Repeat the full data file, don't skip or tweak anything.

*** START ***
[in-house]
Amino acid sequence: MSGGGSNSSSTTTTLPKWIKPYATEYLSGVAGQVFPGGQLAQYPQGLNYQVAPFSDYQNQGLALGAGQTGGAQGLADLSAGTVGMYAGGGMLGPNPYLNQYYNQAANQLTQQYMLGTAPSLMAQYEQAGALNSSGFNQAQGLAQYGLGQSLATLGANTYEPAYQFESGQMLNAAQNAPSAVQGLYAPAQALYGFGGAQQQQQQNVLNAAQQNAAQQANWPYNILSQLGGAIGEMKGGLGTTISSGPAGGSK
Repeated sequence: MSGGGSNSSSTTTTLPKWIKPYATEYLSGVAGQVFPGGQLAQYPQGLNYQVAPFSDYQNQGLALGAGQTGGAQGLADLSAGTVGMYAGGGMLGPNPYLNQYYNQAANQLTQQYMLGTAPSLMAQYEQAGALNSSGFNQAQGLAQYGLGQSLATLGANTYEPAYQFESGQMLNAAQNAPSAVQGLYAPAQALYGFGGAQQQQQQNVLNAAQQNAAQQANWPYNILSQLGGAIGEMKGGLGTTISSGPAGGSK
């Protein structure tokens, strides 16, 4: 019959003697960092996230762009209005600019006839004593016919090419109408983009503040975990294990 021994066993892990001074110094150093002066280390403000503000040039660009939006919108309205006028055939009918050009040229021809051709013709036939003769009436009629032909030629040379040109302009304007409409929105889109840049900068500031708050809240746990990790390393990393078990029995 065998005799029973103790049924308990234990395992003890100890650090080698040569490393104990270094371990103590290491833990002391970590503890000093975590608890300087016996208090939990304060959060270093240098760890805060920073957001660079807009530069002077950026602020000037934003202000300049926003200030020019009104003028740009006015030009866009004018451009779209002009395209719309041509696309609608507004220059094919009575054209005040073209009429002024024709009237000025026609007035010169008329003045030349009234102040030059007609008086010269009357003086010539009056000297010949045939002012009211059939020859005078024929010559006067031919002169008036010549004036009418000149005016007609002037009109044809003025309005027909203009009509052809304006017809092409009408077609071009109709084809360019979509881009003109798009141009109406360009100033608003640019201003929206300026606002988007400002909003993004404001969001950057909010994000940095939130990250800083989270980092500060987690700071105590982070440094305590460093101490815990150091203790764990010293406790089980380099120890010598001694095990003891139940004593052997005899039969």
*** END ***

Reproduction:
[in-house]
Amino acid sequence: MSGGGSNSSSTTTTLPKWIKPYATEYLSGVAGQVFPGGQLAQYPQGLNYQVAPFSDYQNQGLALGAGQTGGAQGLADLSAGTVGMYAGGGMLGPNPYLNQYYNQAANQLTQQYMLGTAPSLMAQYEQAGALNSSGFNQAQGLAQYGLGQSLATLGANTYEPAYQFESGQMLNAAQNAPSAVQGLYAPAQALYGFGGAQQQQQQNVLNAAQQNAAQQANWPYNILSQLGGAIGEMKGGLGTTISSGPAGGSK
Repeated sequence: MSGGGSNSSSTTTTLPKWIKPYATEYLSGVAGQVFPGGQLAQYPQGLNYQVAPFSDYQNQGLALGAGQTGGAQGLADLSAGTVGMYAGGGMLGPNPYLNQYYNQAANQLTQQYMLGTAPSLMAQYEQAGALNSSGFNQAQGLAQYGLGQSLATLGANTYEPAYQFESGQMLNAAQNAPSAVQGLYAPAQALYGFGGAQQQQQQNVLNAAQQNAAQQANWPYNILSQLGGAIGEMKGGLGTTISSGPAGGSK
């Protein structure tokens, strides 16, 4: 019959003697960092996230762009209005600019006839004593016919090419109408983009503040975990294990 021994066993892990001074110094150093002066280390403000503000040039660009939006919108309205006028055939009918050009040229021809051709013709036939003769009436009629032909030629040379040109302009304007409409929105889109840049900068500031708050809240746990990790390393990393078990029995 065998005799029973103790049924308990234990395992003890100890650090080698040569490393104990270094371990103590290491833990002391970590503890000093975590608890300087016996208090939990304060959060270093240098760890805060920073957001660079807009530069002077950026602020000037934003202000300049926003200030020019009104003028740009006015030009866009004018451009779209002009395209719309041509696309609608507004220059094919009575054209005040073209009429002024024709009237000025026609007035010169008329003045030349009234102040030059007609008086010269009357003086010539009056000297010949045939002012009211059939020859005078024929010559006067031919002169008036010549004036009418000149005016007609002037009109044809003025309005027909203009009509052809304006017809092409009408077609071009109709084809360019979509881009003109798009141009109406360009100033608003640019201003929206300026606002988007400002909003993004404001969001950057909010994000940095939130990250800083989270980092500060987690700071105590982070440094305590460093101490815990150091203790764990010293406790089980380099120890010598001694095990003891139940004593052997005899039969």